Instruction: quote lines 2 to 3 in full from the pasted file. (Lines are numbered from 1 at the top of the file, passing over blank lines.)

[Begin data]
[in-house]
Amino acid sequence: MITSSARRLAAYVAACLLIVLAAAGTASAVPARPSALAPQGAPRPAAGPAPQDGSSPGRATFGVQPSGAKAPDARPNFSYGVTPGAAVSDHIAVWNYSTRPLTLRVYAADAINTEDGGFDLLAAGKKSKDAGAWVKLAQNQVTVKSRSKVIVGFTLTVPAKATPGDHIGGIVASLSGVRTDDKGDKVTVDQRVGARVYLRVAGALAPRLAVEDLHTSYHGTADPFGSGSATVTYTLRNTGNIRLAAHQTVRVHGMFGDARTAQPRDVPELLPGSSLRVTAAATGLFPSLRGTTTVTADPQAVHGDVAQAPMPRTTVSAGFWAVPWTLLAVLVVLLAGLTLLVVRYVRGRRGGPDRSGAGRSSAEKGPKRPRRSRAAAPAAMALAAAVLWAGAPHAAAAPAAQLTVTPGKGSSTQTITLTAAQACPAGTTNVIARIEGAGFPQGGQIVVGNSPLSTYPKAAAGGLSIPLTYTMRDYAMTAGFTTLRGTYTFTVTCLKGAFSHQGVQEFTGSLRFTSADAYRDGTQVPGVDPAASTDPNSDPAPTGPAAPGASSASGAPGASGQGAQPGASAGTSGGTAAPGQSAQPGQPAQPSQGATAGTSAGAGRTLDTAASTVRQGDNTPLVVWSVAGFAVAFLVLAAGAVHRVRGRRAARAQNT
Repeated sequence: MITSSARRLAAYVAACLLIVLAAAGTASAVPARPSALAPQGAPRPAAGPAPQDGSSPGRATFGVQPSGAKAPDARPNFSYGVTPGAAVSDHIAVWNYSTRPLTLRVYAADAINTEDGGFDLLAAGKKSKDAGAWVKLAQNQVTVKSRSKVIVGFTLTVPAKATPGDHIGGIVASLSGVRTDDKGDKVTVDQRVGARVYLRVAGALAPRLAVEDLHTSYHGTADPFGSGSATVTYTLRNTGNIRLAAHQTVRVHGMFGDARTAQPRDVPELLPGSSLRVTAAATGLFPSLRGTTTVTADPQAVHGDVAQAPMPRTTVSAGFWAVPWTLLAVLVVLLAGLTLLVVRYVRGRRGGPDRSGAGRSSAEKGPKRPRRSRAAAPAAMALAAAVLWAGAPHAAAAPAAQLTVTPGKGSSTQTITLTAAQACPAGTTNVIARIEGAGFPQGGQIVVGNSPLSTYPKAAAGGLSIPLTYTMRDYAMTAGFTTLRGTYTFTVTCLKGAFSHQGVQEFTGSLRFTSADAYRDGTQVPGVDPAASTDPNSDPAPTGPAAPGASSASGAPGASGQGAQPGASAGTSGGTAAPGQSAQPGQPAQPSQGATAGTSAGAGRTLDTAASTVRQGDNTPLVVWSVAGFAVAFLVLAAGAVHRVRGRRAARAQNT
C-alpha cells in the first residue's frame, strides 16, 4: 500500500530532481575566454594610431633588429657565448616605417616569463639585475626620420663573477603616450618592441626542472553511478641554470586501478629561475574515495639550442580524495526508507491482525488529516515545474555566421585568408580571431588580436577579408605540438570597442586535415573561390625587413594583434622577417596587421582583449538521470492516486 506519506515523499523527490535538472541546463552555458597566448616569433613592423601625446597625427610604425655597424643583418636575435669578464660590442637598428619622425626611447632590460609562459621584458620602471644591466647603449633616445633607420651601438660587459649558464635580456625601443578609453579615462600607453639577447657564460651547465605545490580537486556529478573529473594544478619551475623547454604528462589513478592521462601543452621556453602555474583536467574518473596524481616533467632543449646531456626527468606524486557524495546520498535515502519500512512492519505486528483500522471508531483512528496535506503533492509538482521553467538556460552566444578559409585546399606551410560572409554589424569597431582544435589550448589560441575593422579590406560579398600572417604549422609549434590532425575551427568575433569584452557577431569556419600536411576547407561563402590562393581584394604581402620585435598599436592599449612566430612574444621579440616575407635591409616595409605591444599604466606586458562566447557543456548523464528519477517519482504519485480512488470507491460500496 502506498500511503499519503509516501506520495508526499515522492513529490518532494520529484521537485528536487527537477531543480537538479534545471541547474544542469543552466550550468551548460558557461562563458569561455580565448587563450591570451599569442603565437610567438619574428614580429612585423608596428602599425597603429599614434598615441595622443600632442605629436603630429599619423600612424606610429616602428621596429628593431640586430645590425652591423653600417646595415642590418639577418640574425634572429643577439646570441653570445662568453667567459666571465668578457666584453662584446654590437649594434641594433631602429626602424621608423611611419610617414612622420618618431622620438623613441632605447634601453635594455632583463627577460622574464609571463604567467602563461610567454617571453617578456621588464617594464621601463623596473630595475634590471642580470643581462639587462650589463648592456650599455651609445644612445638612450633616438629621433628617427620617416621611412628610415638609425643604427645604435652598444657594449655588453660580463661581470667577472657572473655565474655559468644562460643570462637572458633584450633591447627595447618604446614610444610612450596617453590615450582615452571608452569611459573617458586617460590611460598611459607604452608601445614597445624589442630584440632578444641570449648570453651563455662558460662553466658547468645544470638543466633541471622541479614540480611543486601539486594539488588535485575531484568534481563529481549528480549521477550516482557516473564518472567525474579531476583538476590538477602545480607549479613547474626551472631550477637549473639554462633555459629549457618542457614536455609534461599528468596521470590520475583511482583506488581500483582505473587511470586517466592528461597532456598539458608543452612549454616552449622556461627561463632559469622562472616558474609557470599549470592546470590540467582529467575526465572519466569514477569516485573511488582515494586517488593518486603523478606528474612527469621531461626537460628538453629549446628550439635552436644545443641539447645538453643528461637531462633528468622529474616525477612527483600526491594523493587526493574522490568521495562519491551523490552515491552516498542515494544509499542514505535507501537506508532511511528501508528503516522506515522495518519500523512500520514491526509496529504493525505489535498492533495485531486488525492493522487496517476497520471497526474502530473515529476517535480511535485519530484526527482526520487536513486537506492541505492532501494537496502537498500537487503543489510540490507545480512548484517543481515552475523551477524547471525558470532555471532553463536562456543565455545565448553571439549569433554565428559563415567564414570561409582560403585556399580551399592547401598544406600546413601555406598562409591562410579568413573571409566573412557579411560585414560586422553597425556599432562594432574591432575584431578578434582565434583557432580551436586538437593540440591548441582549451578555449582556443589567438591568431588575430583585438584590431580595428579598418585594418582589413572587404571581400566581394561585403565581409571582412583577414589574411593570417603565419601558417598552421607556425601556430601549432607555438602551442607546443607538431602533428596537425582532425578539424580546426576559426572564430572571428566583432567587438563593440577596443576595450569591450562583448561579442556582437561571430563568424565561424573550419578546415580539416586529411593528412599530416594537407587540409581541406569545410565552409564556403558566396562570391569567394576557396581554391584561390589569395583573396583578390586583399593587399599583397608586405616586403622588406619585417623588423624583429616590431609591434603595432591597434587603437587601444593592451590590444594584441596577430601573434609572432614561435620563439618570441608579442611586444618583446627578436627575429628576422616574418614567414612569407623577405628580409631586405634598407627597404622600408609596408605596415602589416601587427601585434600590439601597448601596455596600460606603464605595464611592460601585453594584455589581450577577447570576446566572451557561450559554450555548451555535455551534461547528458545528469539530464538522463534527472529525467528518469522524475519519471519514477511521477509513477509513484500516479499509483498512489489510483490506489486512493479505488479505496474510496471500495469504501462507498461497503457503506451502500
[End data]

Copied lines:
Amino acid sequence: MITSSARRLAAYVAACLLIVLAAAGTASAVPARPSALAPQGAPRPAAGPAPQDGSSPGRATFGVQPSGAKAPDARPNFSYGVTPGAAVSDHIAVWNYSTRPLTLRVYAADAINTEDGGFDLLAAGKKSKDAGAWVKLAQNQVTVKSRSKVIVGFTLTVPAKATPGDHIGGIVASLSGVRTDDKGDKVTVDQRVGARVYLRVAGALAPRLAVEDLHTSYHGTADPFGSGSATVTYTLRNTGNIRLAAHQTVRVHGMFGDARTAQPRDVPELLPGSSLRVTAAATGLFPSLRGTTTVTADPQAVHGDVAQAPMPRTTVSAGFWAVPWTLLAVLVVLLAGLTLLVVRYVRGRRGGPDRSGAGRSSAEKGPKRPRRSRAAAPAAMALAAAVLWAGAPHAAAAPAAQLTVTPGKGSSTQTITLTAAQACPAGTTNVIARIEGAGFPQGGQIVVGNSPLSTYPKAAAGGLSIPLTYTMRDYAMTAGFTTLRGTYTFTVTCLKGAFSHQGVQEFTGSLRFTSADAYRDGTQVPGVDPAASTDPNSDPAPTGPAAPGASSASGAPGASGQGAQPGASAGTSGGTAAPGQSAQPGQPAQPSQGATAGTSAGAGRTLDTAASTVRQGDNTPLVVWSVAGFAVAFLVLAAGAVHRVRGRRAARAQNT
Repeated sequence: MITSSARRLAAYVAACLLIVLAAAGTASAVPARPSALAPQGAPRPAAGPAPQDGSSPGRATFGVQPSGAKAPDARPNFSYGVTPGAAVSDHIAVWNYSTRPLTLRVYAADAINTEDGGFDLLAAGKKSKDAGAWVKLAQNQVTVKSRSKVIVGFTLTVPAKATPGDHIGGIVASLSGVRTDDKGDKVTVDQRVGARVYLRVAGALAPRLAVEDLHTSYHGTADPFGSGSATVTYTLRNTGNIRLAAHQTVRVHGMFGDARTAQPRDVPELLPGSSLRVTAAATGLFPSLRGTTTVTADPQAVHGDVAQAPMPRTTVSAGFWAVPWTLLAVLVVLLAGLTLLVVRYVRGRRGGPDRSGAGRSSAEKGPKRPRRSRAAAPAAMALAAAVLWAGAPHAAAAPAAQLTVTPGKGSSTQTITLTAAQACPAGTTNVIARIEGAGFPQGGQIVVGNSPLSTYPKAAAGGLSIPLTYTMRDYAMTAGFTTLRGTYTFTVTCLKGAFSHQGVQEFTGSLRFTSADAYRDGTQVPGVDPAASTDPNSDPAPTGPAAPGASSASGAPGASGQGAQPGASAGTSGGTAAPGQSAQPGQPAQPSQGATAGTSAGAGRTLDTAASTVRQGDNTPLVVWSVAGFAVAFLVLAAGAVHRVRGRRAARAQNT